Dani Putney’s Salamat sa Intersectionality is a raw and tender interrogation of identity. Divided into three panels—‘Youthful Absolution’, ‘Salted Pores’, and ‘Taken Root’—Putney guides us through the definitive experiences of their youth and adulthood with nuance, complexity and humor while maintaining a keen eye on the landscape that continually forms them.
I spoke with Dani online about the American West, the evolution of their process over the past eight years, the Sylvia Plath and Virginia Woolf tattoos on their thighs, and their debut poetry collection forthcoming from OKD Books.
Hi Dani! Thank you so much for taking the time out to speak with me! Where are you writing from, and how are you holding up?
I’m writing from Stillwater, Oklahoma, where I’m an English PhD student. However, I permanently live in the middle of the Nevada desert and try to be there as much as possible (like during summers and other breaks). And I’m doing well; it’s been a very productive year for me, all things considered. Besides publishing my book during this strange time, I’ve been making big strides in my professional and academic circles. The pandemic has, honestly, been too kind to me.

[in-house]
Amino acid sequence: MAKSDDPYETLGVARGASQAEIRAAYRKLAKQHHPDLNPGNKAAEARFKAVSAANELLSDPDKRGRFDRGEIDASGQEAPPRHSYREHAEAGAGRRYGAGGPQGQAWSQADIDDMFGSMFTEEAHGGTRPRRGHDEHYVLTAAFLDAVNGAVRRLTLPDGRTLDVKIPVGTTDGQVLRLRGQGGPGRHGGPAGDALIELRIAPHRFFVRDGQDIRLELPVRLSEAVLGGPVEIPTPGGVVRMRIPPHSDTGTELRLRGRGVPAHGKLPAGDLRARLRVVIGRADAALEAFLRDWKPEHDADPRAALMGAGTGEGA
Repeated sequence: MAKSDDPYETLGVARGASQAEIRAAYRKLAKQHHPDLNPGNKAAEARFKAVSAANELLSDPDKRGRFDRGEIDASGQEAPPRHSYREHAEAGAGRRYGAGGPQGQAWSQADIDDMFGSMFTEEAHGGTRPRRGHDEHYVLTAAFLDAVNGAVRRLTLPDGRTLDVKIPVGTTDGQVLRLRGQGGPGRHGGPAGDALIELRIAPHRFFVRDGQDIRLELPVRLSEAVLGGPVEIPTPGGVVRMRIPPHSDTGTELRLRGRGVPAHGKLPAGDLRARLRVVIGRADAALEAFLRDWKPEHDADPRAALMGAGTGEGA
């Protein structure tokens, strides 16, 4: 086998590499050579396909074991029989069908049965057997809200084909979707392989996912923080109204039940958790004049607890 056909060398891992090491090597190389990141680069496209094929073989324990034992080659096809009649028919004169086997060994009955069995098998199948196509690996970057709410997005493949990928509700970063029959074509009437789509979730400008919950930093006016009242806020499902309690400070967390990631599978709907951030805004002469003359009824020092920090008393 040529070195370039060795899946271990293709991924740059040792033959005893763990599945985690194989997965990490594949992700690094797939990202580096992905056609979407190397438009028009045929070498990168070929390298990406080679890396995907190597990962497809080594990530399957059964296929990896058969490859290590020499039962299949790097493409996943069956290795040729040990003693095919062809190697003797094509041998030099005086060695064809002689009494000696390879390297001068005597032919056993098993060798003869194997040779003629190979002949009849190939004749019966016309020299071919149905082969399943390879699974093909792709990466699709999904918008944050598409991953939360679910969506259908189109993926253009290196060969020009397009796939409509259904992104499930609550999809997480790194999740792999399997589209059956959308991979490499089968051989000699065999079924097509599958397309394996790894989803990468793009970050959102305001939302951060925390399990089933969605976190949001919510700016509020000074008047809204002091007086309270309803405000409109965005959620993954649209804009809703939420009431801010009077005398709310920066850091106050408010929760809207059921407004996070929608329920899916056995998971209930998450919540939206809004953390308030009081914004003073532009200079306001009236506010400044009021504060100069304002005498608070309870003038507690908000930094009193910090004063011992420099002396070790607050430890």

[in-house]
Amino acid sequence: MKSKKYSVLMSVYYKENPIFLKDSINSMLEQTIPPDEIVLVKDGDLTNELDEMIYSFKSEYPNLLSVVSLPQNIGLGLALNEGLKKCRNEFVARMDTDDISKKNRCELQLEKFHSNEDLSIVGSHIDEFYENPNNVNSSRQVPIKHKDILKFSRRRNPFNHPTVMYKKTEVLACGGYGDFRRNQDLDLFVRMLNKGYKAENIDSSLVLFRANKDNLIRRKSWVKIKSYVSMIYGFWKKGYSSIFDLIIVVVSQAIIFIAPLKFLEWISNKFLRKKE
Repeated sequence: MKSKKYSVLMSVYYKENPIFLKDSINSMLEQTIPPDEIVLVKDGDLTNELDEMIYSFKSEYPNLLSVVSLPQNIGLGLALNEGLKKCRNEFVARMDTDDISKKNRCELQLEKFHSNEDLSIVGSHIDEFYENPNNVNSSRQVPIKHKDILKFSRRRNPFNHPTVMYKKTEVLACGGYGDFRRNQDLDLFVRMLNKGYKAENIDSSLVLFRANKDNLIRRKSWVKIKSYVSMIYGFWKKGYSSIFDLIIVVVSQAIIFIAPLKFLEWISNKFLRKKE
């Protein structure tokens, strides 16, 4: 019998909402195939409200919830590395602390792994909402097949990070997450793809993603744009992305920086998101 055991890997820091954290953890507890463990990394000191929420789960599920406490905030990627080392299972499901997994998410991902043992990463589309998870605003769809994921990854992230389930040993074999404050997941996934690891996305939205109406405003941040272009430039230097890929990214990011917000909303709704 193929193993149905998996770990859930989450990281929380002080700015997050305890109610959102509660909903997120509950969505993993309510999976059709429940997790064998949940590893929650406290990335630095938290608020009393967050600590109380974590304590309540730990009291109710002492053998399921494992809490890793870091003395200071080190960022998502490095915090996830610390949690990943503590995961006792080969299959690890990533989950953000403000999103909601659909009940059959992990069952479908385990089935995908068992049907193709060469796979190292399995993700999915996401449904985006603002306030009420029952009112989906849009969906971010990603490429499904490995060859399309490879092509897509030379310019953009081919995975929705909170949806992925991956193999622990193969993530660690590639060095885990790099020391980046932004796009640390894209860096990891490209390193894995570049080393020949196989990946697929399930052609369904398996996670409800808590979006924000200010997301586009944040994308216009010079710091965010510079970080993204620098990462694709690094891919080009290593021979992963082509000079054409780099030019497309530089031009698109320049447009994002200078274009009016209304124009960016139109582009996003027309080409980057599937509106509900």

That’s great to hear! How long is your PhD program? Do you see yourself moving back to Nevada immediately after completion?
It’s a five-year program, though I’m on track to graduate in four, partly because I miss the West so much! I definitely plan to return to Nevada, though it isn’t really “moving back” because my partner and I own a house there. However, I can’t say for sure what the future holds! Nevada will always be home, but I can see myself in Idaho, NorCal (where I’m originally from), the Pacific Northwest—basically, all throughout the West. In fact, my partner and I have been eyeing Boise for some time.
How have you been spending your time in isolation?
I’ve mainly been doing PhD stuff, writing poetry, talking to friends and family on the phone, and trying to make the most of the pandemic in general. However, now that I’ve been fully vaccinated, I’ve been out to brunches and dinners (with mask and hand sanitizer, of course), so I don’t really feel like I’m in “isolation” anymore.
Love to hear it! I’ve been making a list of things I want to do once I’m fully vaccinated. What was the first thing you did after emerging from isolation?
Go to dinner! Pre-pandemic, going out to dinner with friends was a weekly ritual for me. I’m fairly extroverted, so I love hanging around people, chatting over a good meal. I’m glad that I can incorporate more aspects of my pre-pandemic routine into my life now.
Congratulations on your debut collection, Salamat sa Intersectionality! A lot of these poems were previously published by literary magazines and journals—at what point did the work start taking shape as a collection for you?